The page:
6 Chairs 4 People
Most mornings I wake up an hour or two before the rest of my family. I sit by the fire with my laptop and try to craft some type of meaningful piece. But this morning I had a headache. So I just sat by the fire. And instead of checking my Twitter feed or reading someone else’s blog post, I simply sat and took some time to think and truly listen to what was in my head and to really take notice of what I saw. It helped to ease my headache, but more than anything it helped me to see with new eyes. And then I realized something that I never had before.
At my kitchen table there are 6 chairs and yet we have only 4 people who live in my house. My wife and I and our two children. Ninety five percent of the time my house is occupied by the same 4 people. In addition to our 6 kitchen chairs we also have several sofas, computers, bedrooms and bathrooms.
I think the fact that we get to choose where we eat, where we lie down to relax and even what digital device we use is significant on several levels.
First, I am aware of the fact that my children live in a wonderful state of abundance. They get to make choices whenever they are at home. They have multiple places to eat, multiple places to rest and multiple computers to use when they need to choose. And yet, their choices are almost always the same. They usually sit in the same chair to eat, lie on the same sofa to relax and select the same mobile device to entertain themselves.
I believe it is because they have already been afforded the opportunity to make choices and they now know what is right for them. They have been able to try them all out and decide for themselves what they like and what they don’t. And they almost always get to choose what is best for them because they have the luxury of choices.
On the other hand, choices are not something that many of the students that I work with ever have. I am certain that many of my students have fewer chairs at their kitchen table than they have people to sit in them. Many of my students do not have even one place to relax when they go home, let alone multiple. And, worst of all, some of my students have fewer places to sleep than they do people living in their home.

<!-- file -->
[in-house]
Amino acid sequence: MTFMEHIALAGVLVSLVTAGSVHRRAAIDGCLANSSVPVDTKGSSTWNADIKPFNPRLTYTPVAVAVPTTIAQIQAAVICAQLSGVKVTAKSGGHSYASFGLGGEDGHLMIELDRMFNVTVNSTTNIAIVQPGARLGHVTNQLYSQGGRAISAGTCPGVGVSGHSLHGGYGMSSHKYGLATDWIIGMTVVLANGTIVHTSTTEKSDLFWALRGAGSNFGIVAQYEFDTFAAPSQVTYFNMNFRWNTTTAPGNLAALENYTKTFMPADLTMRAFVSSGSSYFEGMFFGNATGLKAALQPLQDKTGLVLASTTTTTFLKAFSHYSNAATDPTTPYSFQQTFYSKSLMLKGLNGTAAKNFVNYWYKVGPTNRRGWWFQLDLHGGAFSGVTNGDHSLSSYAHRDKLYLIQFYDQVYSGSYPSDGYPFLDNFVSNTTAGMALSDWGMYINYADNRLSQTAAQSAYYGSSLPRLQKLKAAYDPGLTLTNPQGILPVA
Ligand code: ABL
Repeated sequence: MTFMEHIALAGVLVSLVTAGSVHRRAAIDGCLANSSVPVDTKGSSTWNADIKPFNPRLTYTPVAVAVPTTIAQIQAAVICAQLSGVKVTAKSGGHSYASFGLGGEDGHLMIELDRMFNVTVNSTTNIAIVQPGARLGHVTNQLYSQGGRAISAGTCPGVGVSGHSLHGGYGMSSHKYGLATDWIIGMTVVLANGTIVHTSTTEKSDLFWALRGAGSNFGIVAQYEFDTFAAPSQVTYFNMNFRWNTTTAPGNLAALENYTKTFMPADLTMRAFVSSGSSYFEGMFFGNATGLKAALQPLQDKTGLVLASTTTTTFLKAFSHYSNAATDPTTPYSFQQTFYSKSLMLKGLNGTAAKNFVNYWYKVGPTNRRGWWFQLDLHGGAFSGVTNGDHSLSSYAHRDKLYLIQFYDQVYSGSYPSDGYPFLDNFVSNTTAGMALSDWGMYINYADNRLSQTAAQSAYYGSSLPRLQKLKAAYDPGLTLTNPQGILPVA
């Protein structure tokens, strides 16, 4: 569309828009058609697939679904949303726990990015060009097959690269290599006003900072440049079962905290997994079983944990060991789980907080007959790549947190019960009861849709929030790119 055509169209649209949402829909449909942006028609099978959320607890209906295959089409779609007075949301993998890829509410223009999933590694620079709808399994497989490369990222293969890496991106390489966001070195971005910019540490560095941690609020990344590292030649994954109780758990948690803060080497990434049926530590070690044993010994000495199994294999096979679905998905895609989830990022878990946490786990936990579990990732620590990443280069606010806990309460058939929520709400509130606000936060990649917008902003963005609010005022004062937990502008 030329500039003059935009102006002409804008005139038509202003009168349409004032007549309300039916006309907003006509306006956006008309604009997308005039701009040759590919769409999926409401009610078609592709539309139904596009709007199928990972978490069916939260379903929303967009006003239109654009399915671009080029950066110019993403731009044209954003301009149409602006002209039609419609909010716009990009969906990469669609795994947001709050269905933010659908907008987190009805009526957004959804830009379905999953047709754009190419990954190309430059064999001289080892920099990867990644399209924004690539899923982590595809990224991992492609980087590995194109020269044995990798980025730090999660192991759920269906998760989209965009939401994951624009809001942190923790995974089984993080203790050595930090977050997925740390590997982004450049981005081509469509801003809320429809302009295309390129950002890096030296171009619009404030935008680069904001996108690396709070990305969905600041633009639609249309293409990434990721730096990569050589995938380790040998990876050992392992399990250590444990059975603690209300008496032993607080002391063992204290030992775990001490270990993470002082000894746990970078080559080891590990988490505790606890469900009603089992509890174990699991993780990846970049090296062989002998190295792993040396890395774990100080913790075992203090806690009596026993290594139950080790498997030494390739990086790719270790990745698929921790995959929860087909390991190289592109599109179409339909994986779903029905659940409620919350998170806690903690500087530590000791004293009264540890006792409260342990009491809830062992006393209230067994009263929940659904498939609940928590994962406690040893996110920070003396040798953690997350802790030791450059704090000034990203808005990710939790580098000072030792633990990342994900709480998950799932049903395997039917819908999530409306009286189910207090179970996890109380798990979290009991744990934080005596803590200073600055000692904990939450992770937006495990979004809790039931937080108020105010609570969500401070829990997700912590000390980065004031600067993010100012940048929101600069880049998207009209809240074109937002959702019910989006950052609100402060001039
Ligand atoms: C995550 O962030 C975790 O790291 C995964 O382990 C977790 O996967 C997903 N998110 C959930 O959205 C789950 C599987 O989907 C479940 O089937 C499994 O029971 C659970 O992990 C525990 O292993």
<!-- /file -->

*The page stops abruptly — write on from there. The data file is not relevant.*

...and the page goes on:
Living in a constant state of deficit has to take its toll on our students. These students have a difficult time making choices at school because they never get to make them at home. Therefore when they are at school they are in a constant state of flux, mentally and physically. These are the kids that are constantly moving. These are the kids that can’t quiet their minds.
And we often wonder, why can’t they just keep still? Why can’t they just relax. Why can’t they just be happy? Well…
School is sometimes the first place where they have ever been able to choose where to sit, given options on how to relax and been afforded the opportunity to use various types of digital devices.
Many of our students have had little to no practice with this at all. And therefore many of our children often fail during their decision-making process.
“Goldilocks was very tired by this time, so she went upstairs to the bedroom. She lay down in the first bed, but it was too hard. Then she lay in the second bed, but it was too soft. Then she lay down in the third bed and it was just right. Goldilocks fell asleep.”
Goldilocks and the Three Bears
What we fail to realize is that many of our students have missed out on walking themselves through the process of having choices and making decisions and learning which one feels “just right”. They have missed out on failing at home, where it is safe and away from their peers. Our own children have had this luxury, but many of our students have not.
Many of our students never get to choose what’s comfortable. They simply have to settle for what is. And this takes it toll. This often manifests itself at school in the form of stress, anxiety and disruptive behavior. Many of our students have not had the chance to experience what it feels like to say “this one is just right.”
Can we change what goes on once our students walk out of our building? Not much. But we can be a little bit more tolerant of some of their behaviors when we realize that they are not always directed at us. Our students are simply in the process of trying to determine what feels “just right”, and it is our job to guide them through this difficult journey.